Hello! Loco here. I'm the Bench Coach for Palouse River Rollers All Stars.
One of my most important responsibilities is to advocate for the team in terms of how penalties are being assessed. This is a skill that varies from game to game, as different Officiating Crews react differently to different approaches. In general, it’s not too hard to speak with the Head Referee in between jams about clarifications, information from skaters, or things I may thing were assessed in error.
If talking in the limited window between jams is not going to be effective to handle something, I can call an Official Review (OR). Let’s break down how ORs work.
Each team gets 1 OR per period. If you call an OR, you are looking for an officiating error. Points could be wrong, a penalty could have been missed, or a penalty may have been called in error. To win an OR, something has to change. If nothing changes, the team that called the OR has lost their OR for the period, and may not explicitly challenge any calls that are made for the rest of the period. As mentioned in the first section, you can still approach and discuss with the officials, but your formal ability is gone. If the team calls a successful OR, they retain their review. This means you can call ONE more OR in that period. That means the maximum number of OR’s one team can call in a game is 4. Call first in the First Period, retain, call a second. Call third in the Second Period, retain, call a fourth. It does not matter if it is successful or not, you no longer have a review after a second use in a single period.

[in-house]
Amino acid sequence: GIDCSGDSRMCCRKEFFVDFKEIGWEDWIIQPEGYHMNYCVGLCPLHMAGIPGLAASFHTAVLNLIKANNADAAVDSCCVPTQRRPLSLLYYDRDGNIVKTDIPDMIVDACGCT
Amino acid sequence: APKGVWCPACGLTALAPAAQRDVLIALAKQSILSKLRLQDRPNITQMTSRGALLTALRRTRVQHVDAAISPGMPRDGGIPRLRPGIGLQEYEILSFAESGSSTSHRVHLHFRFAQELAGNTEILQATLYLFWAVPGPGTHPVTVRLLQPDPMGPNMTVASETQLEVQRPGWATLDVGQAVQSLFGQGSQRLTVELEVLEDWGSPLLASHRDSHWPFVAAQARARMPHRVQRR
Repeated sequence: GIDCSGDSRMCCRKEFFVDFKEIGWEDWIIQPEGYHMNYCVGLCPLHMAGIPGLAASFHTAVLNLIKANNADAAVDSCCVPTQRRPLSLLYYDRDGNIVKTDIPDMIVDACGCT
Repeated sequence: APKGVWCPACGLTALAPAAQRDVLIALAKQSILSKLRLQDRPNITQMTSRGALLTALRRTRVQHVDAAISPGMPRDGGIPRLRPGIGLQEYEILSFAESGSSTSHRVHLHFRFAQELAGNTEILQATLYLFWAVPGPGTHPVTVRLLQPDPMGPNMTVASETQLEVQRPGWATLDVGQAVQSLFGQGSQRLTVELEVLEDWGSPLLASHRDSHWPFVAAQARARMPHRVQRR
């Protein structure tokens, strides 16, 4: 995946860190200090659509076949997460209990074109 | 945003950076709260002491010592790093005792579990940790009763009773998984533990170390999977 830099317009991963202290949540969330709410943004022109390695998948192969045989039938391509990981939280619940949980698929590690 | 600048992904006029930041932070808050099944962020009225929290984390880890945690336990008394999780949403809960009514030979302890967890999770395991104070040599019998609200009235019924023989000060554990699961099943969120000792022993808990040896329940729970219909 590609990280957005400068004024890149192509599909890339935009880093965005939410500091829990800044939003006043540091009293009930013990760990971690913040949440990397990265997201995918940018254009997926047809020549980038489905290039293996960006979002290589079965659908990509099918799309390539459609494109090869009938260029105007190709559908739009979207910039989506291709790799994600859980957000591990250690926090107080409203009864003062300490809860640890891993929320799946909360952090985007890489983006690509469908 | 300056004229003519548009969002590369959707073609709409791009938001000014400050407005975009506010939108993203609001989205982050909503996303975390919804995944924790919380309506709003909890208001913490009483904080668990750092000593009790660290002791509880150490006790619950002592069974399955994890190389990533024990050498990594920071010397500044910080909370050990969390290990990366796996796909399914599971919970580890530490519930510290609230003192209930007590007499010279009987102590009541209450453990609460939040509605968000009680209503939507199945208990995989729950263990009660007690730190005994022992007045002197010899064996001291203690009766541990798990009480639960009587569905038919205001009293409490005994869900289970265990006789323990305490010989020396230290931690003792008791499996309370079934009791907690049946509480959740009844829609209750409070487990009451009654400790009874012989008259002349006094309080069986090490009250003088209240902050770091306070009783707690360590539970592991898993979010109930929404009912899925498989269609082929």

The other use of an OR is as a clock stoppage. This means if you have an OR available, you can call it, inform the officiating crew that you are using it as a Time Out, and you get a 60 second break. As mentioned before, since no change occurs, this use of an OR means that you lose it after. The most common use of this is near the end of the First Period, because you do not get any advantage to not using your OR in the First Period, since it effectively resets at halftime.
Still with me? Okay! I know, OR’s are complicated.
Now that we know you don’t always have to use an OR to get adjustments to the officiating, and we’ve gone through how they work, let’s talk about using them. In no particular order, these are the points of emphasis we discuss about ORs.
So! Now we know how OR’s work, and what we are looking for when we call one, let’s do it!
For this write up, I will use an example from our recent tournament in Montana. One of our skaters was assessed with an Illegal Contact (Late Hit) penalty.
So, I held up my hands, making an O shape with my forefingers and thumbs touching, while also saying “Official Review” out loud. The Head Ref calls in the following people. The Captains (C’s) and Designated Alternates (A’s) for both teams. The Captain must be on skates, the Alternate may or may not. If anyone who is a C or A is in the Penalty Box, they cannot participate. As we called the OR, the Head Ref would say “This is (Team Color)’s Review”.
This is where it gets interesting. There is a blend of art and technical knowledge for making your case. Sometimes you make a very simple, direct statement. Other times you need to discuss impact spectrum, officiating discretion, or who exactly was the initiator. This was my argument, as close as I can remember.